Federal regulators on Thursday proposed requiring most investment advisers to submit to surprise exams by outside auditors, a move aimed at patching gaps that allowed Bernard Madoff to deceive investors about their funds’ health.
The Securities and Exchange Commission voted 5-0 at a public meeting to open the proposal to public comment for 60 days. It could be formally adopted some time later.
SEC Chairman Mary Schapiro said the move was a response to the Madoff scandal and the proliferation of other investment pyramid schemes revealed in recent months amid the market turmoil. The managers of those investment funds controlled clients’ money directly or through affiliates of their firms, giving them the power to withdraw client money.
“Investor confidence has been shaken,” Schapiro said before the vote. “Investors are looking to the SEC to ensure safekeeping of their assets, and we cannot let them down.”
The proposal would protect investors by encouraging investment managers to entrust client funds to the custody of independent third parties, Schapiro said.
The annual surprise examinations for investment funds with custody of clients’ money would allow independent accountants to peer into a fund’s books and verify that the money is actually there. The requirement would apply to about 9,600 investment advisers of the roughly 11,000 that are registered with the SEC.
It would provide “another set of eyes on client assets,” Schapiro said. Fund managers would know an exam was coming every year, but wouldn’t know when.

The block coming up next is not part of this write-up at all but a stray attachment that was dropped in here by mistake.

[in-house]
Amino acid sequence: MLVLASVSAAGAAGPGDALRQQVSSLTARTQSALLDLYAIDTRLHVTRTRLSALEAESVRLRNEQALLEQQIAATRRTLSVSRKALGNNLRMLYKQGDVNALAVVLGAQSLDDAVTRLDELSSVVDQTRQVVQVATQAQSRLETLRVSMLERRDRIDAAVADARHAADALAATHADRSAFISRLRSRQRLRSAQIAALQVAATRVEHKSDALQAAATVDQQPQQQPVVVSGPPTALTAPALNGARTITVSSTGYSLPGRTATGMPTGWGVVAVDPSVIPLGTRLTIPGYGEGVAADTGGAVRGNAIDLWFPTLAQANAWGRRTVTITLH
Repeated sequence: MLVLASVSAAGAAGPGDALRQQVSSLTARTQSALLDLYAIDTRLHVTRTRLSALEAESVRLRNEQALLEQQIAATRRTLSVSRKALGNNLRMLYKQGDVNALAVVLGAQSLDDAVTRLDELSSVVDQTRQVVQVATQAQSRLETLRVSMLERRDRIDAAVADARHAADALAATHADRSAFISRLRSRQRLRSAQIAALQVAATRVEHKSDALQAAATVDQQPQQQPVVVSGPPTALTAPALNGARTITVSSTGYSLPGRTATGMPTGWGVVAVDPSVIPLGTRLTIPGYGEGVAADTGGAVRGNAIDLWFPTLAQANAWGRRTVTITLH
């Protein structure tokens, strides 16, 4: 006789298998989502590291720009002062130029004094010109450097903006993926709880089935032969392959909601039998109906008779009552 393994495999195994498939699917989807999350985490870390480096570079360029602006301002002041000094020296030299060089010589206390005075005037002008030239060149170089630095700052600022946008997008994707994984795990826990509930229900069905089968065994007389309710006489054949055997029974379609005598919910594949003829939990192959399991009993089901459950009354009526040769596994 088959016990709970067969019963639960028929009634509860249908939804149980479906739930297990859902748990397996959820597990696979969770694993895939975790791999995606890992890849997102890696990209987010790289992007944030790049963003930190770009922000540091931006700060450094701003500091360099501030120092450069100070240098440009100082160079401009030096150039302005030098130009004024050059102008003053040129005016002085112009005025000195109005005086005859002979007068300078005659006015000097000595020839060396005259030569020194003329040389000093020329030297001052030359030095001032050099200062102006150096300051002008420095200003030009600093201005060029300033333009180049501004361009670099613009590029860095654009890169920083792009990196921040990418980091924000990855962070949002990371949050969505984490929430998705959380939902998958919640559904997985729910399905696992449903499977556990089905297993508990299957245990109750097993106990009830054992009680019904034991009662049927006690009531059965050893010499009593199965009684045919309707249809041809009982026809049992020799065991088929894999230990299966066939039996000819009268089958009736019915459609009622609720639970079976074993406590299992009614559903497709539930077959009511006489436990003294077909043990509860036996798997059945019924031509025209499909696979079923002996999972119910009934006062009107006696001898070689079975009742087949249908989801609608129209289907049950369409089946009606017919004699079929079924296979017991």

For investment funds not using independent firms to hold client assets, the proposal would require the investment adviser to obtain a report by a registered public accounting firm assessing the internal controls of the adviser firm.
In addition, investment managers would have to file reports to the SEC with the name of their outside accountant and each time they change accountants. The accountants would have to inform the SEC within one business day if: their exams turn up significant discrepancies, they are terminated by the investment managers, or quit on their own.
Like other regulatory filings, the information would be publicly available through the SEC’s Web site.
In the Madoff case, his longtime accountant — essentially a one-man shop run out of a tiny suburban office — essentially rubber-stamped Madoff’s books for 17 years, government authorities have said. The accounting firm failed to meaningfully audit Madoff’s investment business or confirm that securities purportedly held by his firm on behalf of its clients even existed.
Madoff, who pleaded guilty to fraud charges in March and admitted losing billions of dollars from thousands of investors, could face up to 150 years in prison when he is sentenced next month.
Copyright 2009 The Associated Press.